Past the Press Box: More than a game

What my summer without the ballpark taught me about one of my favorite pastimes

<p>Connor Smith, assistant sports editor, attends the Boston Red Sox vs. New York Yankees baseball game Aug. 2, 2019, at Yankee Stadium in the Bronx, New York. Smith has visited 12 of the current 30 MLB ballparks. <strong>Connor Smith, photo provided. </strong></p>

Connor Smith, assistant sports editor, attends the Boston Red Sox vs. New York Yankees baseball game Aug. 2, 2019, at Yankee Stadium in the Bronx, New York. Smith has visited 12 of the current 30 MLB ballparks. Connor Smith, photo provided.

 I miss the ballpark, the food, the fans and the uncertainty that comes with every game. It was tough not relying on something that got me through many summers. While I miss the ballpark and can’t wait to return, I was able to take a step back and appreciate some of the little things in life, from dad’s steak on the grill to long hikes with my mom.  

Connor Smith is a junior journalism news major and writes “Past the Press Box” for The Daily News. His views do not necessarily reflect those of the newspaper. 

It was spring break. I knew the coronavirus was getting dangerous, but I didn’t consider it a threat. 

That changed the evening of March 11, 2020.

Ball State had just suspended in-person classes due to virus-related concerns, and, a few hours later, NBA Commissioner Adam Silver suspended the 2019-20 regular season. I quickly called my best friend back home, and we immediately knew most other professional sports leagues would follow suit and postpone or cancel their seasons.

My dad picked me up from Ball State a few days later. We talked, and both of us assumed things would get better by the summer, but they didn’t. Neither of us could’ve predicted a summer without our tradition of taking a trip to the ballpark.

I consider myself fortunate. I have visited 12 out of the 30 MLB ballparks, and, until last year, would regularly spend my off days catching a game just miles away from my house near Chicago.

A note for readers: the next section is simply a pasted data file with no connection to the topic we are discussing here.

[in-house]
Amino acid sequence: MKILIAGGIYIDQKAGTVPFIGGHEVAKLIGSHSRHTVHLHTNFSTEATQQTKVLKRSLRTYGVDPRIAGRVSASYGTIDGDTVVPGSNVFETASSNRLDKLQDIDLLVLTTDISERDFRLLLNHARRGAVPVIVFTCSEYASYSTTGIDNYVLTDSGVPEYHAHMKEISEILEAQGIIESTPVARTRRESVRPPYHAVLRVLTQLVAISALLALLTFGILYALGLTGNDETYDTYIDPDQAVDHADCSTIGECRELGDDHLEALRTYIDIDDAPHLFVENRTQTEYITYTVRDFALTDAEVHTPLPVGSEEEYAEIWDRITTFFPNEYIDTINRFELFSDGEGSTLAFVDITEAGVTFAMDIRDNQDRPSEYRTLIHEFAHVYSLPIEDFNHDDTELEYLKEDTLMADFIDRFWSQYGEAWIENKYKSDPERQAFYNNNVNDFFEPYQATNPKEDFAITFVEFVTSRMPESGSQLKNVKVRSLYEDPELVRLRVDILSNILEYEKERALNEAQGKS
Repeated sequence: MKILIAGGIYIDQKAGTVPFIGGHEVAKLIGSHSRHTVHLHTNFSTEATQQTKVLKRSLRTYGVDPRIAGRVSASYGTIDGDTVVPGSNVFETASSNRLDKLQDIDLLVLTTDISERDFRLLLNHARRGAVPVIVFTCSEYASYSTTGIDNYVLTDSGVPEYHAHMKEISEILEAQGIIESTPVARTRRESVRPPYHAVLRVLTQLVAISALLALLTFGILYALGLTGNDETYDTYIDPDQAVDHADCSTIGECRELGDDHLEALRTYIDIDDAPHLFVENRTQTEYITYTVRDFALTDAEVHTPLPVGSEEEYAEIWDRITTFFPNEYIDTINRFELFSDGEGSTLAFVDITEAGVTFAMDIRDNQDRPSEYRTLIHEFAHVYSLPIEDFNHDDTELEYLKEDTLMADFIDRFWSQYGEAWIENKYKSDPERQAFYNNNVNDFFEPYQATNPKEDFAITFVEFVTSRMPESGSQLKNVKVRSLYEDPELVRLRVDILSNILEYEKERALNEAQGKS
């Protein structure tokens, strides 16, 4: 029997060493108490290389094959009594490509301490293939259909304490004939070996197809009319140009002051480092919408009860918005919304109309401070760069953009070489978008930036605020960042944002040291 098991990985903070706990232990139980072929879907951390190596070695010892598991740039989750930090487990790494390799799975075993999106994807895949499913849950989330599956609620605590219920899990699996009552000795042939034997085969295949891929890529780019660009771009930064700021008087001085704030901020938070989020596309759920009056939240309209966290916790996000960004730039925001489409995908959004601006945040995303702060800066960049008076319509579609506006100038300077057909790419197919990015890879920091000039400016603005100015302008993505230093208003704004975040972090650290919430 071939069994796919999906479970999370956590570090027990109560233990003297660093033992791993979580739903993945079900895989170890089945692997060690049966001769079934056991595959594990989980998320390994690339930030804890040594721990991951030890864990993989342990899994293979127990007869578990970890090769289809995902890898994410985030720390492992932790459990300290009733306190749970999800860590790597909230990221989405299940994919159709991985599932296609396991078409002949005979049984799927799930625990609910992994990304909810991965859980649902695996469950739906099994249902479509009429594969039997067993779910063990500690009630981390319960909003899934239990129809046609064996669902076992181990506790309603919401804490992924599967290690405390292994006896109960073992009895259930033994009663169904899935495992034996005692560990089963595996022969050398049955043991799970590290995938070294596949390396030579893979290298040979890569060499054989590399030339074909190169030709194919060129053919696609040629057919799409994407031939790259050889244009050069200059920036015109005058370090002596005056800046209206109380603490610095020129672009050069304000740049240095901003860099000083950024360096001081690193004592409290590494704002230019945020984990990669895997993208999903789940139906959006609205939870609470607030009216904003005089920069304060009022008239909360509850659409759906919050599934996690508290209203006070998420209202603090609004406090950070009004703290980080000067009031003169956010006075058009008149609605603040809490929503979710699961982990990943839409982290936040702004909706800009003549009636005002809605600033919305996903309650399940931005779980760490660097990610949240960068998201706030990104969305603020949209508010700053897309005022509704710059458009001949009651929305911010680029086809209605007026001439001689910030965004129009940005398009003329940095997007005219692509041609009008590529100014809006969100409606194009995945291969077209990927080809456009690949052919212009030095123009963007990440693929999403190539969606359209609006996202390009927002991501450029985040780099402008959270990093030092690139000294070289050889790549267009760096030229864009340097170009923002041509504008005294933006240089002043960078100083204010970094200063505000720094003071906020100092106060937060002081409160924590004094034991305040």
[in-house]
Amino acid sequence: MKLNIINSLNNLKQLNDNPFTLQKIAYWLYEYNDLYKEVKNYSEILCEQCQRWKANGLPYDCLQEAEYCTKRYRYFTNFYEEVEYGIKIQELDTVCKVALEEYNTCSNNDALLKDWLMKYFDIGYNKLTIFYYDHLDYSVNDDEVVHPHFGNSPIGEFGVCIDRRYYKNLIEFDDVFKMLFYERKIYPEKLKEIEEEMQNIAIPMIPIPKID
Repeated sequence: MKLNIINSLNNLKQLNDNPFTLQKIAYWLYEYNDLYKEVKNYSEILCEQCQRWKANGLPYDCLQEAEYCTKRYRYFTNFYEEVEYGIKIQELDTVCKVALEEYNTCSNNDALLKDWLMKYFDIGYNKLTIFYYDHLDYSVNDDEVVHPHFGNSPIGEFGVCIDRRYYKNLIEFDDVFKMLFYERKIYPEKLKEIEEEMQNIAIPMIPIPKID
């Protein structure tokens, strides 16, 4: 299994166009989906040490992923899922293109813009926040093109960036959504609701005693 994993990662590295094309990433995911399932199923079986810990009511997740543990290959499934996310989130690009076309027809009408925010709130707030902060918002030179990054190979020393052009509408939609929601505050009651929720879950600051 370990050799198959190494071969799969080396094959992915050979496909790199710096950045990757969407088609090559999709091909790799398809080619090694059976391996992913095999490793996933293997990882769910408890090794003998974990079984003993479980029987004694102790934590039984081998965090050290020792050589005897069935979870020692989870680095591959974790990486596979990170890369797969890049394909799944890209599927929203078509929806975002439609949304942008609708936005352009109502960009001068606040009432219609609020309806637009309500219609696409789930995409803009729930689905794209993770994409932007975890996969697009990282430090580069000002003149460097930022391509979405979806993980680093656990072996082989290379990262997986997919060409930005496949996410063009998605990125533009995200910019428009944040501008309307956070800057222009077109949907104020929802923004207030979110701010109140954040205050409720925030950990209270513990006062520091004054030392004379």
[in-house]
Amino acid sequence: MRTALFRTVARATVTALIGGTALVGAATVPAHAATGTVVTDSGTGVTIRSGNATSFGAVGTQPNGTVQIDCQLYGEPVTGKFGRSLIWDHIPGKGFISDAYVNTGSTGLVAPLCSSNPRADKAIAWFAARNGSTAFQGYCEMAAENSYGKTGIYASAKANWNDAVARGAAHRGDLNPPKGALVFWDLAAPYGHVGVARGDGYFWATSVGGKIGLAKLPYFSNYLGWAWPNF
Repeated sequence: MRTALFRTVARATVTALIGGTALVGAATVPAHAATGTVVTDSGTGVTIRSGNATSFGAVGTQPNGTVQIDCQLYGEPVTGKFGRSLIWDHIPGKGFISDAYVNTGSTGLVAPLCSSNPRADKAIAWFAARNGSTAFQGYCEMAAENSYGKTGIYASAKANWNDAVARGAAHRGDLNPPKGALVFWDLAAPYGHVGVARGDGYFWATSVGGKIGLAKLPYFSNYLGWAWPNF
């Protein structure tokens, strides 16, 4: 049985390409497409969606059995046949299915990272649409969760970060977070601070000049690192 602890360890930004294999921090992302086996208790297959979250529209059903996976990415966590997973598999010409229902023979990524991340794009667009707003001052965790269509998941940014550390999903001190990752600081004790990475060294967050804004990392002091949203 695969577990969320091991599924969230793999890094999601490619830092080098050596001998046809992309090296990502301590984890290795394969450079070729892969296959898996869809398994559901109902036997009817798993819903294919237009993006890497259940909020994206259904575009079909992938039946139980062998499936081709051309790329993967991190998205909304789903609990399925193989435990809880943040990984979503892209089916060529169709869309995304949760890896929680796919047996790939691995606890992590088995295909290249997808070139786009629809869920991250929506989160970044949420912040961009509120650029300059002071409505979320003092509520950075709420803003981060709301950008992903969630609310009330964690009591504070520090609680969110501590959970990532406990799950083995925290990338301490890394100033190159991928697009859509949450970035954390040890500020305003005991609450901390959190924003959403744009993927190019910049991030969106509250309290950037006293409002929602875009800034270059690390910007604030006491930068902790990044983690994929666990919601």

However, not being able to attend even one game last summer taught me to never take the experience of attending a baseball game for granted again. You don’t realize how lucky you are until you have one of your favorite pastimes abruptly taken away from you.

Baseball played a major role in my childhood. I grew up playing recreationally and sometimes had dreams of making the show, even though I didn’t have the same hitting abilities as some of my friends. 

I vividly remember my first-ever MLB game. My dad and I saw the Chicago Cubs play the Atlanta Braves at Wrigley Field, and I remember feeling awestruck the entire time. From the smell of grilled onions to the sight of the famous ivy, everything felt so serene. 

Connor Smith, assistant sports editor, attends the Texas Rangers vs. Detroit Tigers baseball game July 8, 2018, at Comerica Park in Detroit. Smith attended the game with his father, Dugal Smith, and his younger brother, Matthew Smith. Connor Smith, photo provided.

There’s nothing like a summer afternoon at the ballpark. It doesn’t matter whether your team is firing on all cylinders or down 10-0. As long as the weather is nice and the food is delicious, you’re guaranteed a good time. For years, attending baseball games had been some of the best medicine I’d ever received.  

Unfortunately, that wasn’t the case last summer. The MLB began its season in July 2020, but it didn’t matter because fans weren’t permitted in the ballpark. It was strange spending my afternoons on the patio with a glass of lemonade and streaming a game on my phone only to see empty seats, knowing I couldn’t be there even though I was right down the street. 

In my room is a map of all 30 MLB ballparks and team stickers on top of each one I have visited. I couldn’t help but shed a few tears when the MLB announced its return to play in late June because that’s when it hit me that I probably wouldn’t be able to visit the ballpark at all.

I miss the ballpark, the food, the fans and the uncertainty that comes with every game. It was tough not relying on something that got me through many summers. While I miss the ballpark and can’t wait to return, I was able to take a step back and appreciate some of the little things in life, from dad’s steak on the grill to long hikes with my mom. 

Because of the virus’ unpredictability, the league made the right call to play behind closed doors last season. More importantly, the severity of the pandemic taught me the thrill of attending an MLB game is not one everyone gets to experience. Living so close to Chicago, I realized just how lucky I have been to attend so many games. 

This year, there is a little more hope. The United States is making progress on vaccinations, and all 30 MLB teams are hosting fans in some capacity this season. 

Even if it means sitting in 90-degree heat while wearing a mask, the next ballgame I attend, the next foul ball I catch, the next time I’m sitting outside holding a drink in one hand with popcorn in another, I’ll know just how special it is to attend a ballgame in the summer.   

Baseball is more than a game. Spending summer afternoons at the ballpark is a lifestyle — one that will always hold a special place in my heart.

Contact Connor Smith with comments at cnsmith@bsu.edu or on Twitter @cnsmith_19.





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